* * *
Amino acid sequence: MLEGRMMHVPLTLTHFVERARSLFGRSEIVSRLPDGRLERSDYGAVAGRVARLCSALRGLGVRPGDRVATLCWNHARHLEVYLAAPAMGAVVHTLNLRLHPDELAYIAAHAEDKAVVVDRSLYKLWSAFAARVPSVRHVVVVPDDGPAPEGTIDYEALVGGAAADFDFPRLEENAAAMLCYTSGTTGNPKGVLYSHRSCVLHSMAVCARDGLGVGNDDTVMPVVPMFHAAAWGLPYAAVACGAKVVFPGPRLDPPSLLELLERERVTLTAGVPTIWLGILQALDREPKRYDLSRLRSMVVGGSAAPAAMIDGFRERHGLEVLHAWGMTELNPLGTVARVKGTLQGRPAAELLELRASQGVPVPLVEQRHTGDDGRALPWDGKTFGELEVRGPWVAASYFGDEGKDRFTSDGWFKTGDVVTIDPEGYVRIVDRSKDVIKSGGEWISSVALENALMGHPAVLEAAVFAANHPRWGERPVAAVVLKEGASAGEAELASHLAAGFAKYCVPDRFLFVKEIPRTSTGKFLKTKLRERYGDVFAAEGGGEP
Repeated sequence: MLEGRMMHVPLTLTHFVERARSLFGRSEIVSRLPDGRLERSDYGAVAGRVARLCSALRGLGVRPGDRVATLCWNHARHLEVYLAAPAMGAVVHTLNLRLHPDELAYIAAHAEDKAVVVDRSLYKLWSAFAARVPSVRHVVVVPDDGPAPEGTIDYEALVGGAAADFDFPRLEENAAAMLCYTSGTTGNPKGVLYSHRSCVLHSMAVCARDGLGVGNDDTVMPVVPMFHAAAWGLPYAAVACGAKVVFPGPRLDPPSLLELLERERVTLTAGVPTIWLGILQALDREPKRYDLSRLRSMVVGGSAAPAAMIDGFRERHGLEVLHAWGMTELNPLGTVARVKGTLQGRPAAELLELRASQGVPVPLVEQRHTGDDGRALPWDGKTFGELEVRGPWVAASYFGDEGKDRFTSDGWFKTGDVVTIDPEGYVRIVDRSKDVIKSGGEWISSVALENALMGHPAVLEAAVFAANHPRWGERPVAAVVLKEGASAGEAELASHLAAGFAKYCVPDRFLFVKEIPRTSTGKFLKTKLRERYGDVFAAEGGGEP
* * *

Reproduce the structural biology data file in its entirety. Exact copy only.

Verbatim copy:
Amino acid sequence: MLEGRMMHVPLTLTHFVERARSLFGRSEIVSRLPDGRLERSDYGAVAGRVARLCSALRGLGVRPGDRVATLCWNHARHLEVYLAAPAMGAVVHTLNLRLHPDELAYIAAHAEDKAVVVDRSLYKLWSAFAARVPSVRHVVVVPDDGPAPEGTIDYEALVGGAAADFDFPRLEENAAAMLCYTSGTTGNPKGVLYSHRSCVLHSMAVCARDGLGVGNDDTVMPVVPMFHAAAWGLPYAAVACGAKVVFPGPRLDPPSLLELLERERVTLTAGVPTIWLGILQALDREPKRYDLSRLRSMVVGGSAAPAAMIDGFRERHGLEVLHAWGMTELNPLGTVARVKGTLQGRPAAELLELRASQGVPVPLVEQRHTGDDGRALPWDGKTFGELEVRGPWVAASYFGDEGKDRFTSDGWFKTGDVVTIDPEGYVRIVDRSKDVIKSGGEWISSVALENALMGHPAVLEAAVFAANHPRWGERPVAAVVLKEGASAGEAELASHLAAGFAKYCVPDRFLFVKEIPRTSTGKFLKTKLRERYGDVFAAEGGGEP
Repeated sequence: MLEGRMMHVPLTLTHFVERARSLFGRSEIVSRLPDGRLERSDYGAVAGRVARLCSALRGLGVRPGDRVATLCWNHARHLEVYLAAPAMGAVVHTLNLRLHPDELAYIAAHAEDKAVVVDRSLYKLWSAFAARVPSVRHVVVVPDDGPAPEGTIDYEALVGGAAADFDFPRLEENAAAMLCYTSGTTGNPKGVLYSHRSCVLHSMAVCARDGLGVGNDDTVMPVVPMFHAAAWGLPYAAVACGAKVVFPGPRLDPPSLLELLERERVTLTAGVPTIWLGILQALDREPKRYDLSRLRSMVVGGSAAPAAMIDGFRERHGLEVLHAWGMTELNPLGTVARVKGTLQGRPAAELLELRASQGVPVPLVEQRHTGDDGRALPWDGKTFGELEVRGPWVAASYFGDEGKDRFTSDGWFKTGDVVTIDPEGYVRIVDRSKDVIKSGGEWISSVALENALMGHPAVLEAAVFAANHPRWGERPVAAVVLKEGASAGEAELASHLAAGFAKYCVPDRFLFVKEIPRTSTGKFLKTKLRERYGDVFAAEGGGEP